Guide to FOIP-Chapter 6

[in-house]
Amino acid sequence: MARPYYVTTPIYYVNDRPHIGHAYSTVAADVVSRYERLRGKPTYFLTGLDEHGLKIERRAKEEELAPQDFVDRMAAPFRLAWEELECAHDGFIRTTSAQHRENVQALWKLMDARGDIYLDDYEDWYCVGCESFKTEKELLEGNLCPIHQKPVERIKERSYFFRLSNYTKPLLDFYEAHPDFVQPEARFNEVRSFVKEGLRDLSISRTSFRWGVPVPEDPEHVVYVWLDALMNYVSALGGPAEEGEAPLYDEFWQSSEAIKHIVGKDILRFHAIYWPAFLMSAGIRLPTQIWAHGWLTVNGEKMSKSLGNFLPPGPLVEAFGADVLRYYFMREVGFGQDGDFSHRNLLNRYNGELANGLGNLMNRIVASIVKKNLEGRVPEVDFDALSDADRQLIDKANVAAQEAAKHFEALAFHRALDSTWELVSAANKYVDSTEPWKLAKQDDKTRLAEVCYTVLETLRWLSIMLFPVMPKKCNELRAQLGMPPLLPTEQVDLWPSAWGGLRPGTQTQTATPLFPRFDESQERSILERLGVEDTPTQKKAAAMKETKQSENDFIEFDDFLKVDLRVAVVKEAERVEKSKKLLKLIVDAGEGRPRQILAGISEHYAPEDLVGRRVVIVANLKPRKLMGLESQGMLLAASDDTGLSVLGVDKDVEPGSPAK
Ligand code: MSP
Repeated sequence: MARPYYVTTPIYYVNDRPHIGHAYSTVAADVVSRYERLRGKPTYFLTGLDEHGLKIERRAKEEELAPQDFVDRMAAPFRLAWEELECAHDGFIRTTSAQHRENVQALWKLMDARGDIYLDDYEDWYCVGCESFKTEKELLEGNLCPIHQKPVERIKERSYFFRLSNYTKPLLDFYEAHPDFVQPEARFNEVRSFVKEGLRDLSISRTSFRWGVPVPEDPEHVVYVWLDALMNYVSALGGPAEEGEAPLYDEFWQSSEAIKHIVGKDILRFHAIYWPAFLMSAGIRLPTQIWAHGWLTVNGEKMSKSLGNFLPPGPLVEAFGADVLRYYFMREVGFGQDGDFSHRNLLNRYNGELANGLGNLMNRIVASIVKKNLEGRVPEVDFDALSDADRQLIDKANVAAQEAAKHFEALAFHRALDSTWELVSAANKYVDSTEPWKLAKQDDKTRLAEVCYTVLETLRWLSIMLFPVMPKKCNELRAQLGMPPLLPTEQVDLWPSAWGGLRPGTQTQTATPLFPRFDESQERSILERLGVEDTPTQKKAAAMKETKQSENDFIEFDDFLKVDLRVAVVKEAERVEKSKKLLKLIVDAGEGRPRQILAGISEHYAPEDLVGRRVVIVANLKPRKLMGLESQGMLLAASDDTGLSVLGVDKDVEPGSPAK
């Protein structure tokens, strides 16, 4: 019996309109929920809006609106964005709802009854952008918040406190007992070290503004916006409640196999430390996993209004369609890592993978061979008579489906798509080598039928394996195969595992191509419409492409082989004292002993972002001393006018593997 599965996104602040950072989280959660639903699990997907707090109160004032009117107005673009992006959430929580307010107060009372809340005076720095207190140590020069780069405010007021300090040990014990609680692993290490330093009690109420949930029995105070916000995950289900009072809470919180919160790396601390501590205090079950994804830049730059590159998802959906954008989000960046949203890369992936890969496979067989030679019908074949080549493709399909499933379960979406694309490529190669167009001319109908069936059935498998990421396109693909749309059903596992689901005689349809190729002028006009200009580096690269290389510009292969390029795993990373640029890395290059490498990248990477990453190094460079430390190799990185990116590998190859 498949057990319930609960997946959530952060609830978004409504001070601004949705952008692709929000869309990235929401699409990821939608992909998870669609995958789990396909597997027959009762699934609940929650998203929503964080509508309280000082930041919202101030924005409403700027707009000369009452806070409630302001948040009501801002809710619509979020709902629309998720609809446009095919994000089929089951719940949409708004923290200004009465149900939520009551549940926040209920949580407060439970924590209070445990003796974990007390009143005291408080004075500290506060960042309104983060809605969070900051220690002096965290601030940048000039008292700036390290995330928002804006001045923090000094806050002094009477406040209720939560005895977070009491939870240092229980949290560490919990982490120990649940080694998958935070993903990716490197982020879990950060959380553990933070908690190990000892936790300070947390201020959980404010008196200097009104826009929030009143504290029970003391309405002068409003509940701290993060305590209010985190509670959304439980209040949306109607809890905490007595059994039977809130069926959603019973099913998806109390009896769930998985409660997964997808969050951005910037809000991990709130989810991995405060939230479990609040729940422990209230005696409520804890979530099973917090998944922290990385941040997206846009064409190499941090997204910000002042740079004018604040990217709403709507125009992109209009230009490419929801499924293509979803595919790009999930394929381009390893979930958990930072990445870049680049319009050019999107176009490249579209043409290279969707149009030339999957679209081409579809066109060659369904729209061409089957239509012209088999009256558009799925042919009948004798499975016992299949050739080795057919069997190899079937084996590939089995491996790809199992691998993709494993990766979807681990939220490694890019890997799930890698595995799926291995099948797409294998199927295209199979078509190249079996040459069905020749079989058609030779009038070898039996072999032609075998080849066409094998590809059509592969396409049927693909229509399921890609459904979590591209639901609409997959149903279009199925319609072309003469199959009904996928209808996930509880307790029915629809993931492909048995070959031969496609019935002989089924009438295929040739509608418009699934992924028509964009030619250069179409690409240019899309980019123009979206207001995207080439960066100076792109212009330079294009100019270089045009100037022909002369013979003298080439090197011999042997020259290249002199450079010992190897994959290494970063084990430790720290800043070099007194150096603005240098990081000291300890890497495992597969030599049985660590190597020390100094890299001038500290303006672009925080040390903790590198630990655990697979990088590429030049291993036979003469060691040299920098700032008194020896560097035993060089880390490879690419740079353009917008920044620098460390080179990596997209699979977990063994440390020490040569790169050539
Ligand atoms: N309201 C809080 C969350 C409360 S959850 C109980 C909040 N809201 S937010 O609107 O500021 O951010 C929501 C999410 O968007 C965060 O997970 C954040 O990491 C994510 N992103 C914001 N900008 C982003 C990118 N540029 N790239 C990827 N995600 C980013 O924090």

Office of the Saskatchewan Information and Privacy Commissioner. Guide to FOIP, Chapter 6, Protection of Privacy. Updated 27 February 2023. 181 A government institution can disclose personal information provided there is authority to do so under subsection 29(2) of FOIP. Subsection 29(2) of FOIP provides numerous circumstances under which a government institution may disclose personal information without consent of the individual for which it pertains. See Subsection 29(2)(a) through Subsection 29(4) later in this Chapter. However, the government institution that is receiving the personal information, should ensure that it has authority to collect the personal information in the first place under section 25 of FOIP (i.e., before relying on subsection 28(b) of FOIP to “use” it). If the government institution finds authority under section 25 to collect the personal information, it should also consider subsection 26(1)(b) of FOIP for authority to collect the personal information “indirectly”. Government institutions should still abide by the data minimization and need-to-know principles when using personal information. Only use the least amount of personal information necessary to achieve the purpose. Further, only share internally with those that have a need-to-know the personal information to carry out the purpose. See Need-to-Know and Data Minimization earlier in this Chapter. Example: One government institution issues a subpoena to a second government institution, as part of a court case it is preparing. The second government institution is authorized to disclose personal information to the first government institution under subsection 29(2)(b)(i) of FOIP in response to the subpoena. Subsection 28(b) of FOIP permits the first government institution to “use” that personal information for its court case. Example: A government institution has a client who has just died. It wishes to contact the next of kin of the deceased to inform them of the death but does not have the relative’s address. A second government institution does have the address and, on the request of the first government institution, may disclose it in accordance with subsection 29(2)(n) of FOIP. The first government institution may in turn “use” the personal information (address) solely in order to contact the relative and may not “use” it for any other purpose.